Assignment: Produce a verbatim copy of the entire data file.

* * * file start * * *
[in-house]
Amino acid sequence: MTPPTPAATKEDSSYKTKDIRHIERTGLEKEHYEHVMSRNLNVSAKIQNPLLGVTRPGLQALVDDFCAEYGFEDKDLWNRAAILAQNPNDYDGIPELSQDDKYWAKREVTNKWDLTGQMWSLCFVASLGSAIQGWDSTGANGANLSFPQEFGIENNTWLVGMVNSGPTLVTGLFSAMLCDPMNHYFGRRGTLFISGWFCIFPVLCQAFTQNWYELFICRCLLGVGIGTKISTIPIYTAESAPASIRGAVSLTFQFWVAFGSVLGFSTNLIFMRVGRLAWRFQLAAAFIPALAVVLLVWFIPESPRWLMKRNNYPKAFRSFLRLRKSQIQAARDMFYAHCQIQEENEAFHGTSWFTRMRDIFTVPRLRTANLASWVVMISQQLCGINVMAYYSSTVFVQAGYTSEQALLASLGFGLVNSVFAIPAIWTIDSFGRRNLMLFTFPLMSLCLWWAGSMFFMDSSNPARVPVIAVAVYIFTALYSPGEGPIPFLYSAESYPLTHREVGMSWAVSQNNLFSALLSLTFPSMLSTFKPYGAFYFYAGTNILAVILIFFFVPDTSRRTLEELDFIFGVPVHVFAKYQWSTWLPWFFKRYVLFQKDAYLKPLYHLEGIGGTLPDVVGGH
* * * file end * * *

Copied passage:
[in-house]
Amino acid sequence: MTPPTPAATKEDSSYKTKDIRHIERTGLEKEHYEHVMSRNLNVSAKIQNPLLGVTRPGLQALVDDFCAEYGFEDKDLWNRAAILAQNPNDYDGIPELSQDDKYWAKREVTNKWDLTGQMWSLCFVASLGSAIQGWDSTGANGANLSFPQEFGIENNTWLVGMVNSGPTLVTGLFSAMLCDPMNHYFGRRGTLFISGWFCIFPVLCQAFTQNWYELFICRCLLGVGIGTKISTIPIYTAESAPASIRGAVSLTFQFWVAFGSVLGFSTNLIFMRVGRLAWRFQLAAAFIPALAVVLLVWFIPESPRWLMKRNNYPKAFRSFLRLRKSQIQAARDMFYAHCQIQEENEAFHGTSWFTRMRDIFTVPRLRTANLASWVVMISQQLCGINVMAYYSSTVFVQAGYTSEQALLASLGFGLVNSVFAIPAIWTIDSFGRRNLMLFTFPLMSLCLWWAGSMFFMDSSNPARVPVIAVAVYIFTALYSPGEGPIPFLYSAESYPLTHREVGMSWAVSQNNLFSALLSLTFPSMLSTFKPYGAFYFYAGTNILAVILIFFFVPDTSRRTLEELDFIFGVPVHVFAKYQWSTWLPWFFKRYVLFQKDAYLKPLYHLEGIGGTLPDVVGGH